Cool stuff and carry on...

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Old 10-09-2013, 11:30 PM   #117
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Re: does nikyo hurt?

I have greater access to the people who are shaping my aikido than I did back in the day. I know more advanced practitioners than I did. I have much broader perspective than I did 20 years ago. I'm past (sort of) the rote learning of techniques and am in a place where I can do analysis of the art in a context a little bigger than just waza. I have frequently put myself in situations where my aikido has to work, good times, that.

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Maybe you have mentioned this before, but I'm wondering if there's an event behind your Aikido renaissance, so to speak? It looks like you've been around since 2004, but are now referring to reprogramming and worrying about having to abandon the whole project. Aikido schools, traditions, philosophies differ widely. Even the nomenclature is different. You've probably noticed how advice that's good for some may be terrible for others, depending on how they train.

Has something changed in your outlook? Switched dojos or styles recently?
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Old 10-10-2013, 08:17 AM   #118
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Re: does nikyo hurt?

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I have frequently put myself in situations where my aikido has to work, good times, that.
Do tell!
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Old 10-10-2013, 10:29 AM   #119
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Re: does nikyo hurt?

I do event security. I stop fights. Aikido is very nice for that.

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Do tell!
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Old 10-10-2013, 11:27 AM   #120
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Re: does nikyo hurt?

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I do event security. I stop fights. Aikido is very nice for that.
Isn't it, though? It's great having softer options that you can scale up when you need to. Back me up, here- Ude Garami rocks. Renko Ho, Ikka Jo and- believe it or not- Sokumen Irimi Nage, too. Hiji Shime, also. I could keep going, but I'll restrain my enthusiasm. Joe Thambu Sensei bounced in Australian bars for 20 years. This stuff is pretty well worked out.
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Old 10-10-2013, 12:17 PM   #121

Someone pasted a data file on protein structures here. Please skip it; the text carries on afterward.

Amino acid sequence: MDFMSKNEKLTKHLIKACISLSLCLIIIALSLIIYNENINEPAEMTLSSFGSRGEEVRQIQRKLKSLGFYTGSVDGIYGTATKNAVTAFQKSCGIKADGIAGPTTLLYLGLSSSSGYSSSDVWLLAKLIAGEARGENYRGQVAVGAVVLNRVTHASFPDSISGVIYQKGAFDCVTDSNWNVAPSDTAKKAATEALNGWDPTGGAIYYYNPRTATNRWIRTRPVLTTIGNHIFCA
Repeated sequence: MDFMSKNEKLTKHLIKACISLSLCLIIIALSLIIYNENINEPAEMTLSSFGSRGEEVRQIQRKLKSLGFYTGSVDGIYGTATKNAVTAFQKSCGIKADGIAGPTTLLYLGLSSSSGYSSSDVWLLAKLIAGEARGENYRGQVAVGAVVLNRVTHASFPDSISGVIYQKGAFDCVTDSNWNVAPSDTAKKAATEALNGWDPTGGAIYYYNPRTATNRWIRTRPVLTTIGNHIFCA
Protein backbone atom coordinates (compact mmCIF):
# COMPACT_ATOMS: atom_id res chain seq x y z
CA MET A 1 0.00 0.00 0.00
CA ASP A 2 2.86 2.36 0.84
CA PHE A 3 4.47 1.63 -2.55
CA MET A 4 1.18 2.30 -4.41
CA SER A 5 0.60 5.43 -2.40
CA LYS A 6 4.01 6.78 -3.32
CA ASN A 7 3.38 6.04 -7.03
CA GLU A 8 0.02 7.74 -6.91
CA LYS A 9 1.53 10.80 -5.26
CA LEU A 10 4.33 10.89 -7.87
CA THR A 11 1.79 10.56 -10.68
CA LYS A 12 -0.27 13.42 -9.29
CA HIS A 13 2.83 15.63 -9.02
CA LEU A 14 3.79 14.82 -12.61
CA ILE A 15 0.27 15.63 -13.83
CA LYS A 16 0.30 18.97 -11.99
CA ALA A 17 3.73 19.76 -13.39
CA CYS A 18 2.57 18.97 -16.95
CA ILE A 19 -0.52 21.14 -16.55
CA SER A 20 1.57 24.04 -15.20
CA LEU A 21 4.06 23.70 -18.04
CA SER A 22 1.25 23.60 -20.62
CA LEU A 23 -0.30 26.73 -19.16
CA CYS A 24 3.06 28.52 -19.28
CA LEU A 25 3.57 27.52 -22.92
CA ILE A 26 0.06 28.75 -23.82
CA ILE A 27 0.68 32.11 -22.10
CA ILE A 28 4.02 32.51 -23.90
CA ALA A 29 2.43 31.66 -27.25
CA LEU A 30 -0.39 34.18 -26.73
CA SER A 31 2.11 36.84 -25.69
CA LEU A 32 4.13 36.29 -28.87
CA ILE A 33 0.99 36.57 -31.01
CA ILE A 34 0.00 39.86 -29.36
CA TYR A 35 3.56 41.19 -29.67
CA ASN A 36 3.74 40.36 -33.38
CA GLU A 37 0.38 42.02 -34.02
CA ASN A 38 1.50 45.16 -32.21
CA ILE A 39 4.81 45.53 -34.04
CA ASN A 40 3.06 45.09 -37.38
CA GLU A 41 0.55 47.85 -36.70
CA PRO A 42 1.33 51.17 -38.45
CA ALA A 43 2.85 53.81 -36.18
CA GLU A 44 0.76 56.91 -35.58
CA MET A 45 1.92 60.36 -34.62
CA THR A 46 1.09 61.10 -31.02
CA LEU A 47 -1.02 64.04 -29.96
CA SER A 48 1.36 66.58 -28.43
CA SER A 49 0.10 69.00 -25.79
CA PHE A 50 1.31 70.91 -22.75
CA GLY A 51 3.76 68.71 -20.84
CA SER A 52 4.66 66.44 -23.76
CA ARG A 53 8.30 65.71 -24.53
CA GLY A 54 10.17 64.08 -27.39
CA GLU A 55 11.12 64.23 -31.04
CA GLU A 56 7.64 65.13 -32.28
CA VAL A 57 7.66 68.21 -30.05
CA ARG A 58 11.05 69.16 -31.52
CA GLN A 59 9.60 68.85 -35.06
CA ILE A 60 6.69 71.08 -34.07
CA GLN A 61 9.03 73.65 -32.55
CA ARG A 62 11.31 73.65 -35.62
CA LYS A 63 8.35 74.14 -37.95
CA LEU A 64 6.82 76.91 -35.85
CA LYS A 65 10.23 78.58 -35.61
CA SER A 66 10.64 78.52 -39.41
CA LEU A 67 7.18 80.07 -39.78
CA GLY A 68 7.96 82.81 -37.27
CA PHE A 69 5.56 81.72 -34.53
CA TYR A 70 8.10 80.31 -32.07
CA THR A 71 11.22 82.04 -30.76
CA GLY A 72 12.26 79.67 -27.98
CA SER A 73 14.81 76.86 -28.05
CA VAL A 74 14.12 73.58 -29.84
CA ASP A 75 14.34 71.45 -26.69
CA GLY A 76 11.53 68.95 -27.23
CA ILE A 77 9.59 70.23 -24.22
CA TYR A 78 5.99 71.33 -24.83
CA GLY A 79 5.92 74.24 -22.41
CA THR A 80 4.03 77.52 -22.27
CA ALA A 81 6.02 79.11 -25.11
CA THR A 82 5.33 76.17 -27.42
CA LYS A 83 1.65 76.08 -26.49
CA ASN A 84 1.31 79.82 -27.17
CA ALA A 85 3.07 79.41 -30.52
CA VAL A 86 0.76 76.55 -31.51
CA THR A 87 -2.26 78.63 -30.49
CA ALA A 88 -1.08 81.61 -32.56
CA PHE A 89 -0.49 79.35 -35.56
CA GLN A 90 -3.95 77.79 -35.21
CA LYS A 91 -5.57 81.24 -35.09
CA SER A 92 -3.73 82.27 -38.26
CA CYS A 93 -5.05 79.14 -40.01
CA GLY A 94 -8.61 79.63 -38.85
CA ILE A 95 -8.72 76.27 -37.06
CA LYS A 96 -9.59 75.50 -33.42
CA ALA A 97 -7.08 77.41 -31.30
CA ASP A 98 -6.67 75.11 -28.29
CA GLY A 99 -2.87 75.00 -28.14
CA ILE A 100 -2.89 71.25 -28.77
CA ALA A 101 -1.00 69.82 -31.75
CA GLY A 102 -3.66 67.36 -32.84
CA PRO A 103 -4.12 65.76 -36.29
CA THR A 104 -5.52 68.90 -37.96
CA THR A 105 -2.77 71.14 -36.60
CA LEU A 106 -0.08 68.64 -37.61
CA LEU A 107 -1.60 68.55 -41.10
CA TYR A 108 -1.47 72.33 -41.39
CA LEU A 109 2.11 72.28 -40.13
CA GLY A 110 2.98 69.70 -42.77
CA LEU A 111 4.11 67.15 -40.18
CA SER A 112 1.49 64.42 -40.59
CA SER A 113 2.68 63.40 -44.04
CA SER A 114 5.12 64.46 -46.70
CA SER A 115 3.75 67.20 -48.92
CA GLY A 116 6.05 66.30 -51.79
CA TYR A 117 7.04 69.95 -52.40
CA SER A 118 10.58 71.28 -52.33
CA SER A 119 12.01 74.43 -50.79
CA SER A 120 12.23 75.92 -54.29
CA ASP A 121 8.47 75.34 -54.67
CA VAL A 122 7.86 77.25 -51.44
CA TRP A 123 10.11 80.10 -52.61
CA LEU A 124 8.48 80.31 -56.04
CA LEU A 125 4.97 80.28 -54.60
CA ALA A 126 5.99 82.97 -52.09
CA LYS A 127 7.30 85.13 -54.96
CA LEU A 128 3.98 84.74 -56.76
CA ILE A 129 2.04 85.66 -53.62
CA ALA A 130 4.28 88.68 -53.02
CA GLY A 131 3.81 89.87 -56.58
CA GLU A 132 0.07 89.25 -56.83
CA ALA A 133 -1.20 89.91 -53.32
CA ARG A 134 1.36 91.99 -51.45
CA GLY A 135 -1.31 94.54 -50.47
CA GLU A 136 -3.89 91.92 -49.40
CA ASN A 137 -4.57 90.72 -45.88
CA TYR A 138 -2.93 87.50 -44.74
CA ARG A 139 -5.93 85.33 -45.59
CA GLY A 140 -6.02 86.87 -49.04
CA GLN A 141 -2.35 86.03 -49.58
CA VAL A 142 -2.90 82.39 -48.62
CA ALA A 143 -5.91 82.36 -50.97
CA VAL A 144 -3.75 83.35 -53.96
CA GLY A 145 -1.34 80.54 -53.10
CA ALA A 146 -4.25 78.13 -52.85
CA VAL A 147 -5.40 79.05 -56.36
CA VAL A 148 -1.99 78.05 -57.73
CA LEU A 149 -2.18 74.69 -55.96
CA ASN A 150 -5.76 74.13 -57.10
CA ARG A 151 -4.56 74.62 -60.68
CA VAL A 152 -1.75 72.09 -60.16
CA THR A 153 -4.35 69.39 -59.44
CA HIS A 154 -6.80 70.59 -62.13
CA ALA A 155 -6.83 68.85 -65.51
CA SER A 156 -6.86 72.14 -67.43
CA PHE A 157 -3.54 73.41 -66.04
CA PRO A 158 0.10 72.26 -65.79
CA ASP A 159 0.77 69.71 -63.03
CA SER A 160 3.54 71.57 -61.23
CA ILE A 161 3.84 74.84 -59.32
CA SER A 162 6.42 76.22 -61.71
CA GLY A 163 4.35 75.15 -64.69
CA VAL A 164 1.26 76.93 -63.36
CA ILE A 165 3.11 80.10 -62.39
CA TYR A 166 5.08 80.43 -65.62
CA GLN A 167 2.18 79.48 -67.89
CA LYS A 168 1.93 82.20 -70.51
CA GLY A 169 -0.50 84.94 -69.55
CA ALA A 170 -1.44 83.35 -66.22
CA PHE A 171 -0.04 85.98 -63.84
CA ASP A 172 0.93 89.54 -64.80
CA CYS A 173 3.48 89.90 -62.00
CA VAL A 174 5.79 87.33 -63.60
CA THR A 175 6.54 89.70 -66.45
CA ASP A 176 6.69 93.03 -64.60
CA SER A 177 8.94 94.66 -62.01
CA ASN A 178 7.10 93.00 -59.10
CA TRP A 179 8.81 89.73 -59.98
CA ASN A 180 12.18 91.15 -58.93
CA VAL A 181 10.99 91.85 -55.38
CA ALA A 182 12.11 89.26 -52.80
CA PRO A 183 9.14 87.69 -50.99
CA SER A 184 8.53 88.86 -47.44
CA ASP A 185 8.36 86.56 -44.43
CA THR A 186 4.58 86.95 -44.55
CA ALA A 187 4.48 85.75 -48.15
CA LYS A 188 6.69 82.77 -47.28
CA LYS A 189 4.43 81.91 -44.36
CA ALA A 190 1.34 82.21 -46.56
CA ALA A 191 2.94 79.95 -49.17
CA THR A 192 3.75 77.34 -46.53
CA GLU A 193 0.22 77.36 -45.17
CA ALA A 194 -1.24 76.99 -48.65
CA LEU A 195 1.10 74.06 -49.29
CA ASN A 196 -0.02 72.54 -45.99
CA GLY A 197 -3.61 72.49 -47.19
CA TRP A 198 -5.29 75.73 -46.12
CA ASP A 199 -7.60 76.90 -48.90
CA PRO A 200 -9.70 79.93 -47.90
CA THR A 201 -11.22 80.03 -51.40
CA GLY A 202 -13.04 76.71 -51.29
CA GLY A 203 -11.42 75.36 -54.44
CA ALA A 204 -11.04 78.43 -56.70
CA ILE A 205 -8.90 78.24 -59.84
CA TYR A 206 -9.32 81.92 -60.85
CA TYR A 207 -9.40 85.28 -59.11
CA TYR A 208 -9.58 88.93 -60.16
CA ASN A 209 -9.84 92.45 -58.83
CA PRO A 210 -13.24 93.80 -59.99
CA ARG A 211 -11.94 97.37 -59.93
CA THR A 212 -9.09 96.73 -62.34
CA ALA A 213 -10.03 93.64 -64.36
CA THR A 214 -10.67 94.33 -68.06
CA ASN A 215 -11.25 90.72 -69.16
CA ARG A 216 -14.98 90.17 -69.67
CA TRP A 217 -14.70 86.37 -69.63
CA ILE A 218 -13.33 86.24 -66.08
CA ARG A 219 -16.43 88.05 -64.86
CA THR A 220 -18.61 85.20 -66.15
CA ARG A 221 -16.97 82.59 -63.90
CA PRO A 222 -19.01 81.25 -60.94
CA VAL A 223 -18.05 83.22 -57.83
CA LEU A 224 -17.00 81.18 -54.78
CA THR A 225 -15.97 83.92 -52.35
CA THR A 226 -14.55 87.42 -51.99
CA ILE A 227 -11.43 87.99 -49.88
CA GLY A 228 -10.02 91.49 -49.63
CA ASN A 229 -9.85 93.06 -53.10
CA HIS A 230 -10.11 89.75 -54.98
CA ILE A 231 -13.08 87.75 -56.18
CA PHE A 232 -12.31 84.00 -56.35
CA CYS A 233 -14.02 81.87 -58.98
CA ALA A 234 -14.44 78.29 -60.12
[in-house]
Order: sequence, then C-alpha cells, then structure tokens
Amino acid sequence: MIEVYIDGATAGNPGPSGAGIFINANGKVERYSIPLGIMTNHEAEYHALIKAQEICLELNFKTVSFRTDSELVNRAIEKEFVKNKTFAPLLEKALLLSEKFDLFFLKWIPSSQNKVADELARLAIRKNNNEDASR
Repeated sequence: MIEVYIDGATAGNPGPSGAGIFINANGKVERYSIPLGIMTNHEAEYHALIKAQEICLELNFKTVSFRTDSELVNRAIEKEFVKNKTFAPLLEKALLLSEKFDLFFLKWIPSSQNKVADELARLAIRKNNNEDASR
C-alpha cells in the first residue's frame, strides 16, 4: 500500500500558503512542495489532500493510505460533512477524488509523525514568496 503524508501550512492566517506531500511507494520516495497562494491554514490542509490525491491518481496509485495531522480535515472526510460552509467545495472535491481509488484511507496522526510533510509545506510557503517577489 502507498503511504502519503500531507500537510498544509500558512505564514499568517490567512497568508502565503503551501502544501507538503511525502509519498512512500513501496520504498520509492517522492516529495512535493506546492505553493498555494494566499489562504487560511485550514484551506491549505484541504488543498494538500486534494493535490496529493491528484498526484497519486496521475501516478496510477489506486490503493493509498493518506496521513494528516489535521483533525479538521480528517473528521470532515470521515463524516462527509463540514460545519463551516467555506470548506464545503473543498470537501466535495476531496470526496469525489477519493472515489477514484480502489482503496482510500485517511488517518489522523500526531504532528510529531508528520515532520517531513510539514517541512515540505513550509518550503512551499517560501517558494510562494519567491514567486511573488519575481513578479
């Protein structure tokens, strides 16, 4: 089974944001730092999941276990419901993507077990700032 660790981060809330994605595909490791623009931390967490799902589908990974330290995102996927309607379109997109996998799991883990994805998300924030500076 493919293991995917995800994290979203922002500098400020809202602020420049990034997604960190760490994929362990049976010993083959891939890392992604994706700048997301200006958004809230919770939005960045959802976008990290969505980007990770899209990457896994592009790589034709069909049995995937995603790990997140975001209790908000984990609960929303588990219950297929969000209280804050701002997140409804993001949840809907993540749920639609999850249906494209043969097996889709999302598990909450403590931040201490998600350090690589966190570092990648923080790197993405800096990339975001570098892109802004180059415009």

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Re: does nikyo hurt?

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Michael Hacker wrote: View Post
Excellent question.

Earlier, I said "Don't push back." I take this to heart. Literally. I don't want to fight your technique with physical strength (unless I have a specific lesson or experiment in mind). If you push me, I turn. If you pull me, I enter. I never want to push back or try to stop you with muscular force (i.e. "resist"). I've worked for quite a while to get that monkey-brain-level instinct to push back out of my system. It isn't completely gone by any stretch of the imagination, but it's a little more under control now than it was.
Thanks, this I'm familiar with. My question was specifically about a reaction to pain. Someone (I've lost track now if it was you or someone else) made a statement that they never used any pain when training (unless I musunderstood that comment).

That led me to ponder how we react to pain. It's sometimes very automatic, much more of a flinch response than a conscious strategy. So I was pondering if it's possible to reprogram a flinch response without directly practicing it - i.e., if training a very reliable and automatic response to non-painful pressures and tensions will translate into using that response instinctively when there's actual pain. Or if it's better to at least occasionally practice responding to actual pain (Perhaps a more slowly applied pain? Or a smaller one? ) to be sure your reflex 'don't resist' response is programmed as a response to pain as well.

I do find many joint locks painful at least some of the time, so I've had lots of opportunities to practice moving with it instead of against it when something suddenly hurts. So I don't have personal experience with a scenario where someone has trained for a while but never or rarely felt them applied in a painful way and then suddenly one day they receive a painful one, and I don't know one way or another what their reflex response is likely to be, but am curious...
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Old 10-10-2013, 01:15 PM   #122
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Re: does nikyo hurt?

It isn't about techniques for me. It is movement principles, and applied physics. Not being a yoshinkan practitioner, I couldn't tell you about the specific techniques you name unless I bothered to translate them into aikikai speak. I can tell you that it is important in my line of work to let technique flow from my need to get control over the overall situation.